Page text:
No. You will be contacted if more information is needed, or if your claim is denied. Also, we will not notify you of receipt of your claim, nor will you be notified when your claim is approved.

Once your eligibility has been verified, the exemption will appear on the next qualifying tax bill. If your claim form is processed too late to affect your next qualifying bill, see question #19 for what happens and what you should do.)

To avoid any confusion, we strongly advise that you make a copy of the completed claim form for your records (and note the date it was mailed thereon) before mailing the original claim form to us. 

17. Will the public have access to the information on my Homeowners’ Exemption claim form? 

No. The Homeowners’ Exemption claim form is NOT a public document and both it and the social security number information on the form must be held confidential by the Assessor as a matter of law (ref Property Tax Rule 135(e)(4)). 

18. Why do we have to put my social security numbers on the claim form? Isn’t it against the law to require that information?

Social security numbers appearing on the claim form are not subject to public inspection. The disclosure of social security numbers is mandatory as required by Revenue and Taxation Code section 218.5 and Title 18, California Code of Regulations, section 135. (See Title 42 United State Code, section 405(c)(2)(C)(i), which authorizes the use of social security numbers for identification purposes in the administration of any tax.)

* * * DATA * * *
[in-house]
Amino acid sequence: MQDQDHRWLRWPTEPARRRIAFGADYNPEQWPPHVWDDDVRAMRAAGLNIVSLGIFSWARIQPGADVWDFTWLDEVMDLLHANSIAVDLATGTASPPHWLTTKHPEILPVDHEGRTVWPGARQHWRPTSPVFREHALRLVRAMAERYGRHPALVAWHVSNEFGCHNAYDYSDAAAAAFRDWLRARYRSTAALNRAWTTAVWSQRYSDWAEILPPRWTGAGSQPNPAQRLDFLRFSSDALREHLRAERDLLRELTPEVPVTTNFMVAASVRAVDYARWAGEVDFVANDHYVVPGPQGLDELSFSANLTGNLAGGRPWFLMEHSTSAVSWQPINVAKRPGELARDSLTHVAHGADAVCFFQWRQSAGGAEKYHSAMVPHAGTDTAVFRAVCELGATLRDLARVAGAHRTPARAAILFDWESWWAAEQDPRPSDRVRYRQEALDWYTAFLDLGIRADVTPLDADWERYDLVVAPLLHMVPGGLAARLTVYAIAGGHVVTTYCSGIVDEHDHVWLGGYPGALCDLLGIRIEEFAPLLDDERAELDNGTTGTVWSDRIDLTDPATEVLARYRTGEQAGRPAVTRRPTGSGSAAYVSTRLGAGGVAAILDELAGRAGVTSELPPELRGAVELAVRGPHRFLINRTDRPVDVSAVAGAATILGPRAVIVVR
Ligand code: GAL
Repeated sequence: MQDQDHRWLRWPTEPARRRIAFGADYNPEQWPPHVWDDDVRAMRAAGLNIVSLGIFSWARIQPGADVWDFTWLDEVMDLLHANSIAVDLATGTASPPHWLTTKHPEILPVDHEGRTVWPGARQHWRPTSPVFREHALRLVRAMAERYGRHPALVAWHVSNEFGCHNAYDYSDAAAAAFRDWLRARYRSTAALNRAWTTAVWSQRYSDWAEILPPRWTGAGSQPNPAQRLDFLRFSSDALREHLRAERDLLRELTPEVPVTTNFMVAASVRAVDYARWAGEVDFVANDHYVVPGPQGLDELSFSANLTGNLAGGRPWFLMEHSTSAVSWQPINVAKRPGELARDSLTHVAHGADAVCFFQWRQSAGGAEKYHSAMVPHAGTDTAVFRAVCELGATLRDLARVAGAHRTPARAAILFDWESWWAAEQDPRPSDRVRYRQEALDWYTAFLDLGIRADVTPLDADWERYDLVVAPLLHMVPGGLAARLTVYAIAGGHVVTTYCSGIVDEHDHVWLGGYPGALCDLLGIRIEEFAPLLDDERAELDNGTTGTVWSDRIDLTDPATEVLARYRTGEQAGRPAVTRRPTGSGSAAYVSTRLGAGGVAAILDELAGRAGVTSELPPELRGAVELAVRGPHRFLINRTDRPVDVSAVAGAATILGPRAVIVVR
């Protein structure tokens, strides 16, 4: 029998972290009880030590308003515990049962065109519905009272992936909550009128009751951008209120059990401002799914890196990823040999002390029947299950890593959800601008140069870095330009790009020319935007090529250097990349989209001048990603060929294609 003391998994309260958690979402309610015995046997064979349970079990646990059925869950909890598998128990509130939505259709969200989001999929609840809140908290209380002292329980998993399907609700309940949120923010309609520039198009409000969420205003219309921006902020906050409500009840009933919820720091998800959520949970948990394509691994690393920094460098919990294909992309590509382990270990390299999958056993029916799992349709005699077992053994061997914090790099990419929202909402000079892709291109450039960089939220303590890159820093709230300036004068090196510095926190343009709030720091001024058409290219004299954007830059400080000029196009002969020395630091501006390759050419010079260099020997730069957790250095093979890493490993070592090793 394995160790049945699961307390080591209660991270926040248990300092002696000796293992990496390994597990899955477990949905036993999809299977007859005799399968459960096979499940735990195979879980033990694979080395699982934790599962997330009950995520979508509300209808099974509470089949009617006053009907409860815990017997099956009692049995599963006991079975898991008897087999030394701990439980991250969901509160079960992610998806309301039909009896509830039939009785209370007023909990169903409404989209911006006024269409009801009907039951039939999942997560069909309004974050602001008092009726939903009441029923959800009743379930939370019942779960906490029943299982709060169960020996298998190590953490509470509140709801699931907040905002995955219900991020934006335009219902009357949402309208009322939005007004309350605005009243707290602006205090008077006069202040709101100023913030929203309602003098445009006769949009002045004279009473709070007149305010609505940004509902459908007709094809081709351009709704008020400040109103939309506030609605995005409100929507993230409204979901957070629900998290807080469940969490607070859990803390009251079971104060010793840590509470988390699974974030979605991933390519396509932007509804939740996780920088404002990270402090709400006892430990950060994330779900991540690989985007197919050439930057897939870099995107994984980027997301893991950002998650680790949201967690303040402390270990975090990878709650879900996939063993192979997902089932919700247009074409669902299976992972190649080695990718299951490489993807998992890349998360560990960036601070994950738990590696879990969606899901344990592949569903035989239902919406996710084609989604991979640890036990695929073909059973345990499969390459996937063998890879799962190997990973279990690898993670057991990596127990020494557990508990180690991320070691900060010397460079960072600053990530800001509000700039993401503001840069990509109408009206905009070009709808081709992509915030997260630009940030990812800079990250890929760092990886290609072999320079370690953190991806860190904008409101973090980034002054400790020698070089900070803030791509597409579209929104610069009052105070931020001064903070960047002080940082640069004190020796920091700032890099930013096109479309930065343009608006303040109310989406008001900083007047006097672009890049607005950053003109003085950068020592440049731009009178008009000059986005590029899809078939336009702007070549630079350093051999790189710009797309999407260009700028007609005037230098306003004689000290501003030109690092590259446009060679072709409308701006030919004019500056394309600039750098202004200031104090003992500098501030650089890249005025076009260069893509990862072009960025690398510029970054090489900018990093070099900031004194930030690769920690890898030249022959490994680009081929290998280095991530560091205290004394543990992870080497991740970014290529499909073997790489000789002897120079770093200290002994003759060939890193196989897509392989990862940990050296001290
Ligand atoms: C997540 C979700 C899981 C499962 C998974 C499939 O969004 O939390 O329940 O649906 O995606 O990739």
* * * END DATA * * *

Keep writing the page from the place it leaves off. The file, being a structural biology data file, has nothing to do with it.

The numbers are used by the Assessor to verify the eligibility of persons claiming the exemption and by the state to prevent multiple claims in different counties and to verify the eligibility of persons claiming income tax renter’s credits. The numbers are also used by the State Department of Child Support Services for locating absent parents and locating property which is owned by persons who are delinquent in their support payments; and by the State Department of Social Services to identify persons who own homes that have not been reported, if required, to the County Welfare Department. If you do not enter your social security number as directed, it may result in a delay in processing your claim or disallowance of the exemption.

19. I filed a Homeowners’ Exemption months ago but recently received a tax bill that does not show the exemption. What should I do? 

You should discuss the matter with the Homeowners’ Exemption staff by calling (916) 875-0710 (9am-4pm). 

20. How do I contact the Homeowners’ Exemption section in the Assessor’s office?

The Assessor’s Office is located at 3701 Power Inn Road, Suite 3000 Sacramento, CA 95826-4329. (8 a.m. to 5 p.m.). You may call (916) 875-0710 (9 am to 4 pm), fax (916) 875-0755​, or email atassessor@saccounty.net.   ​